I can't really decide if it's fair to include the NRs from the walk-ons, though, when doing these calculations. On the one hand, they are scholarship players and they should therefore have to count in some way. But, then, they surely rate higher than the zero my calculation has afforded them. So, what happens if we take a look at Michigan's average when they're not counted. And, why don't we just throw out the specialists too. I think it's safe to say they're evaluated in a different way altogether (I mean, Liam is a heck of a long snapper. He's a vital component of the team, very important.... he's a scholarship LS for goodness sake... and he's not even a .8000?) Well, it's a bit of a jump, as the average player jumps to a score of .9031. That would land the average Michigan player firmly between Ohio State's 64th best player, QB Joe Burrow (.9003) and 63rd rated Terry McLaurin (.9051). Conversely, Mr. Burrow would be the 38th best player, and McLaurin the 37th on Michigan's roster.

    Ohio State's average player.... let me say that again, Ohio State's average player would score a .9302. That hypothetical Buckeye (Think of a guy like #50 Dallas Gant .9322 or #51 Antwaun Jackson .9290) would be the 26th best player on Michigan's roster. If you exclude the specialists, Ohio State's average goes up slightly to .9352 (#48 KJ Hill .9330 or #47 Parris Campbell .9389); good enough to best Mustapha Muhammad (.9318) for 24th best, but not quite as good as 23 Nico Collins and his .9378.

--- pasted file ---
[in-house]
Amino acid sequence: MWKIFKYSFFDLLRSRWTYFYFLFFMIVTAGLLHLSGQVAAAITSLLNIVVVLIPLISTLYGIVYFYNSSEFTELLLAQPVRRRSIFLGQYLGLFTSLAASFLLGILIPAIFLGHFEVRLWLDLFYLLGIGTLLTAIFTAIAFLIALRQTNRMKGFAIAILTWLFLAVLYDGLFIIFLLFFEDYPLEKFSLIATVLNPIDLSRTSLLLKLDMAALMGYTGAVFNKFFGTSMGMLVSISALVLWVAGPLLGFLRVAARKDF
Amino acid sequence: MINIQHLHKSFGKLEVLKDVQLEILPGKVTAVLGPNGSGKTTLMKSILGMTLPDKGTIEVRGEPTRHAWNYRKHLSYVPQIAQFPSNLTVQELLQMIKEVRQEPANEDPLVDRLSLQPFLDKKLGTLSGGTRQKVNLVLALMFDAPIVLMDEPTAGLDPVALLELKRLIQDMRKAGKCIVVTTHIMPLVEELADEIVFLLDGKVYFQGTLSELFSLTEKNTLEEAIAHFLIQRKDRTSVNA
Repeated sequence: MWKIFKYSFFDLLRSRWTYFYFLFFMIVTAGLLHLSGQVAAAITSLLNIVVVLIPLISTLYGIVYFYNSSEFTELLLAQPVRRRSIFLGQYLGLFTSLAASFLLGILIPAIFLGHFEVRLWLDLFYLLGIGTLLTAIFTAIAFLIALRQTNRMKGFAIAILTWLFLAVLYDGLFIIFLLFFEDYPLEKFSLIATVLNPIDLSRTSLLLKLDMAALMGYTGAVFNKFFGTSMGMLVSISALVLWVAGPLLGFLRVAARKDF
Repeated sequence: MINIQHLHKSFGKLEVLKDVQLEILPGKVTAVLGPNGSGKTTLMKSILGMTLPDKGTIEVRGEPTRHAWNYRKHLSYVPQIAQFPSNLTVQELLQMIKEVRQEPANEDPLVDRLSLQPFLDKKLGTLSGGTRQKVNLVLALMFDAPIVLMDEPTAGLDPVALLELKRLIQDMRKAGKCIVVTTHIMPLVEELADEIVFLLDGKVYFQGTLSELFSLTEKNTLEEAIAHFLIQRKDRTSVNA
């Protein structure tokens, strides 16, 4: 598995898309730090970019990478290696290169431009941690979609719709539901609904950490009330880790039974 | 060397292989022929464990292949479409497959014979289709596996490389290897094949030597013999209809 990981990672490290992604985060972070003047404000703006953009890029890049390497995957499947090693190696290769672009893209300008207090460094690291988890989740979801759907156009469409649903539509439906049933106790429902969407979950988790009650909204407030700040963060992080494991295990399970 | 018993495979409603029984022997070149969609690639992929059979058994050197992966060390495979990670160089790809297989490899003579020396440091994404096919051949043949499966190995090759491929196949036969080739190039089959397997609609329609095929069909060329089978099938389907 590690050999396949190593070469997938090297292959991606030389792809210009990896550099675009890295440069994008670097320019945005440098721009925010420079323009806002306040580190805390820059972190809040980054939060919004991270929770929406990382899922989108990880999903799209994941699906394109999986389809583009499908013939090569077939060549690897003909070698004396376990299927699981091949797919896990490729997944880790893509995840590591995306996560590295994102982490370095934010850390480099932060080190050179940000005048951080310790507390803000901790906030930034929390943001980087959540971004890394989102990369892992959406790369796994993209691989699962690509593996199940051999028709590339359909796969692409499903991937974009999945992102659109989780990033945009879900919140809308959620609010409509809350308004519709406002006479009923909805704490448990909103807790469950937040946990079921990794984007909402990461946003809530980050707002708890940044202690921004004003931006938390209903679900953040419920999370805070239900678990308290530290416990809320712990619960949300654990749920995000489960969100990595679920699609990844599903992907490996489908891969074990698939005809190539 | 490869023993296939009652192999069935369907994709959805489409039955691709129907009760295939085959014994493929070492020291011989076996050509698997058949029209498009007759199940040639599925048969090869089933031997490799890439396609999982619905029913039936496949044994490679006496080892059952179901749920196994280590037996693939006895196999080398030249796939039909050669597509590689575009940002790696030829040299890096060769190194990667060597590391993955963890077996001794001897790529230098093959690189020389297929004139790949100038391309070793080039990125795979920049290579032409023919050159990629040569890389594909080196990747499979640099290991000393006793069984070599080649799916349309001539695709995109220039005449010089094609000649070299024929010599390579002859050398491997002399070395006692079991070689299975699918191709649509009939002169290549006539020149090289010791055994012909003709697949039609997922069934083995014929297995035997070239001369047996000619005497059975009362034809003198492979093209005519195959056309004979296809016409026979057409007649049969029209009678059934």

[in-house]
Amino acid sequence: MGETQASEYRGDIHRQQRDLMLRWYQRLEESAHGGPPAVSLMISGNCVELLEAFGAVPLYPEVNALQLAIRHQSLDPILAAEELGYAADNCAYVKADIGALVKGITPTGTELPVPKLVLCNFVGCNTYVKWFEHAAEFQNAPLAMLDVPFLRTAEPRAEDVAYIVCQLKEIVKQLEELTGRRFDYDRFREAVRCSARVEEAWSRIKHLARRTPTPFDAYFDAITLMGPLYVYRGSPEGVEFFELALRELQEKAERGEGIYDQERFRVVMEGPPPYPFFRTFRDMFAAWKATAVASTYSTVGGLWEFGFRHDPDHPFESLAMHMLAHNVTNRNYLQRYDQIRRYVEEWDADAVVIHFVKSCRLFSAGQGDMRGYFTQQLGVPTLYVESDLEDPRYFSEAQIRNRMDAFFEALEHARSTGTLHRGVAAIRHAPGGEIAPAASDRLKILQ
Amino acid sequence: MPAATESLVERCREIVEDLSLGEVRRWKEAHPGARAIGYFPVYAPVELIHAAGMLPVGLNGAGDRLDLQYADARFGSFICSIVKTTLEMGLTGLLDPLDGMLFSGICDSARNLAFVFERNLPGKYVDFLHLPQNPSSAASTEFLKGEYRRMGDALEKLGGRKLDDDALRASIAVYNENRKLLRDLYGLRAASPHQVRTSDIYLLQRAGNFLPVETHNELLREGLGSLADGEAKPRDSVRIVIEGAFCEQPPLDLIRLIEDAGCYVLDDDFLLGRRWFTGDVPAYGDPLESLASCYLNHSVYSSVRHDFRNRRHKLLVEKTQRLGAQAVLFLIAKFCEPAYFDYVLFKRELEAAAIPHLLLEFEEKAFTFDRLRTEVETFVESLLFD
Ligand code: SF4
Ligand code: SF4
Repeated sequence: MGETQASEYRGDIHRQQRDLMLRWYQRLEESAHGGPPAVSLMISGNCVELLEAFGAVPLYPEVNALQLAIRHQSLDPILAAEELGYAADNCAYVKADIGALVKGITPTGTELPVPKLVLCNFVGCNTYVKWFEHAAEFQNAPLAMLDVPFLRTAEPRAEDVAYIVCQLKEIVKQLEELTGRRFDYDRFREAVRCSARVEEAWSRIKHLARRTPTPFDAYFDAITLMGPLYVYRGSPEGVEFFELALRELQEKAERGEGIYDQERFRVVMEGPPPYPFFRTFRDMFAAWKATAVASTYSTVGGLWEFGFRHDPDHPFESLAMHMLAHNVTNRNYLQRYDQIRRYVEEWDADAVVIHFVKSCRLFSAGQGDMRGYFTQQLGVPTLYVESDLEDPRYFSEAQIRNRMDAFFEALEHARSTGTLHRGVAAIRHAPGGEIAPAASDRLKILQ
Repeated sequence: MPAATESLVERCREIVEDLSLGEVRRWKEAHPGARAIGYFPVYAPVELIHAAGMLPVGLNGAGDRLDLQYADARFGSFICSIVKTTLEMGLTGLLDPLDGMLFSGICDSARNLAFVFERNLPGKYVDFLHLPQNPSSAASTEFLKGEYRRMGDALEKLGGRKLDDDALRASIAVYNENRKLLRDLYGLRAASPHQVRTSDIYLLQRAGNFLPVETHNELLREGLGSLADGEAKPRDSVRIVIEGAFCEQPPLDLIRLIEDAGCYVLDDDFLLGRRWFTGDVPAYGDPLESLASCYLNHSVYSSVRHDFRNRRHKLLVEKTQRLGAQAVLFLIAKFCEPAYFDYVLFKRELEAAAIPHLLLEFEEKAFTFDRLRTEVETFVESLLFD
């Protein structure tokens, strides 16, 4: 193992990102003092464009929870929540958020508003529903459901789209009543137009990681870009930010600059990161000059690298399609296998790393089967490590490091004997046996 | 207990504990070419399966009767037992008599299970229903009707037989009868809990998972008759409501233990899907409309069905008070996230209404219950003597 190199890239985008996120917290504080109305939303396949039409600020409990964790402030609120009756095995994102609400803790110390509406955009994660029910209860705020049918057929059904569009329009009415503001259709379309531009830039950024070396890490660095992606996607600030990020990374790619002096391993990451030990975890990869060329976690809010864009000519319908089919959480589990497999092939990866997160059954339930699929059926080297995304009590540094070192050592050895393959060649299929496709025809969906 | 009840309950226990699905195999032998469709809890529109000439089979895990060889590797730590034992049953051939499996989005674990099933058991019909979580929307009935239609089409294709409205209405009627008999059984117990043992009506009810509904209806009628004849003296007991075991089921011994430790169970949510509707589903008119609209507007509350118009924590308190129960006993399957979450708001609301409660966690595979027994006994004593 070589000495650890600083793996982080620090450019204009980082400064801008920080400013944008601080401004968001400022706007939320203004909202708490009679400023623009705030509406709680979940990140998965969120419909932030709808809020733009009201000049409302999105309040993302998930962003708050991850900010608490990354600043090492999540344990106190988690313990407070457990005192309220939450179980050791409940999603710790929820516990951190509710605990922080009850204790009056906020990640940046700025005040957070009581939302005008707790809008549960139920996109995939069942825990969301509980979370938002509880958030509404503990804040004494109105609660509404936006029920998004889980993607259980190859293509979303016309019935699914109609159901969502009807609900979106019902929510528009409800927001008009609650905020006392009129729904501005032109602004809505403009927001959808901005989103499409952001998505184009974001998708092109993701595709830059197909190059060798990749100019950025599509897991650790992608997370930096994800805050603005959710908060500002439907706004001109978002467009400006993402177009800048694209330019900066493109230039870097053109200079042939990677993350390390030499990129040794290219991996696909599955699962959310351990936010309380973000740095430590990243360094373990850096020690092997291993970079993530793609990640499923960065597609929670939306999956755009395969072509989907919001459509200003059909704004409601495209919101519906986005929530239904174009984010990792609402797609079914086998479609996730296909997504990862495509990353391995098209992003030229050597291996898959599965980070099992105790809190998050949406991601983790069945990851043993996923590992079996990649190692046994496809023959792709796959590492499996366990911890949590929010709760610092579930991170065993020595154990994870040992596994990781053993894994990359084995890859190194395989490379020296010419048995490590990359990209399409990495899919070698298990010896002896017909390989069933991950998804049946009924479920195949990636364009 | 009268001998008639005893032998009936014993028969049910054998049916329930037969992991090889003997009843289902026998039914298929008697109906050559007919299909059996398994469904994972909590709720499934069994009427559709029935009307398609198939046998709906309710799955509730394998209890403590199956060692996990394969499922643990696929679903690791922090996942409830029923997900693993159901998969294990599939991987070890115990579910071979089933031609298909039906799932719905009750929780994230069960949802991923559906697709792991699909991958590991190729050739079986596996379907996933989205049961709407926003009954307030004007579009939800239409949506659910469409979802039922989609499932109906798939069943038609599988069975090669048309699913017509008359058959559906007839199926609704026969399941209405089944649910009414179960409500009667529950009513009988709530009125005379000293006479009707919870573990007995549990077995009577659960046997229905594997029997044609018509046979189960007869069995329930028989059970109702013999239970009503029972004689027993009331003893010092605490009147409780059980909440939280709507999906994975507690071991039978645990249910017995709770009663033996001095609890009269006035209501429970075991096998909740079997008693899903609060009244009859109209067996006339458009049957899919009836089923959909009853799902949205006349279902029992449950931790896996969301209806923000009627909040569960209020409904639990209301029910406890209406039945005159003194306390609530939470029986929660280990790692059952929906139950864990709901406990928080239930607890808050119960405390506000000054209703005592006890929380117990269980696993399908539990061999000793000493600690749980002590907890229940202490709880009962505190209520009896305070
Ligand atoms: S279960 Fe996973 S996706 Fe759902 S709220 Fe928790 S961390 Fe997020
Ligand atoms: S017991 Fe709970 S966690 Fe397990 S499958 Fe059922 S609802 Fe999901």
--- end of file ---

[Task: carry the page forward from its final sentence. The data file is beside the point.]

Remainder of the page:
A couple other notables. While Gary and Patterson would be the best players on either roster, Michigan's 3rd best player, WR Donovan People-Jones would be Ohio State's 6th best player. Though, good news for Michigan, he would still be the best rated WR on either roster. In fact, Ohio State has 6 players rated .9900 or higher, Shaun Wade, Baron Browning, Jeffrey Okusah, Chase Young, Bosa and Petit-Frere. Michigan? Well, just the three I've already talked about; Gary, Patterson and Peoples-Jones. But, it really seems to be the top-middle of the roster where Ohio State wins the talent disparity race by the widest margins. Michigan's 10th best player, for example, is Drew Singleton .9626. He'd be 30 on Ohio State's roster, a hair behind #29 RB Mike Weber .9627, and ahead of 2018 signee Brian Snead .9607. Before moving on to some position group discussion, consider also the likes of Michigan's #32 Grant Newsome .9129, #34 Deron Irving-Bey .9072, #39 Donovan Jeter .8971, #40 Ryan Hays .8958 and #41 Carlo Kemp .8954. If each of those guys were Ohio State players, they'd find themselves 29 spots lower on the 'talent roster' - the biggest moves of any players backwards. Ohio State's #68 Cam Brown and #69 Matthew Baldwin, conversely, make the same move forward on Michigan's roster moving up to 39 and 40 respectively.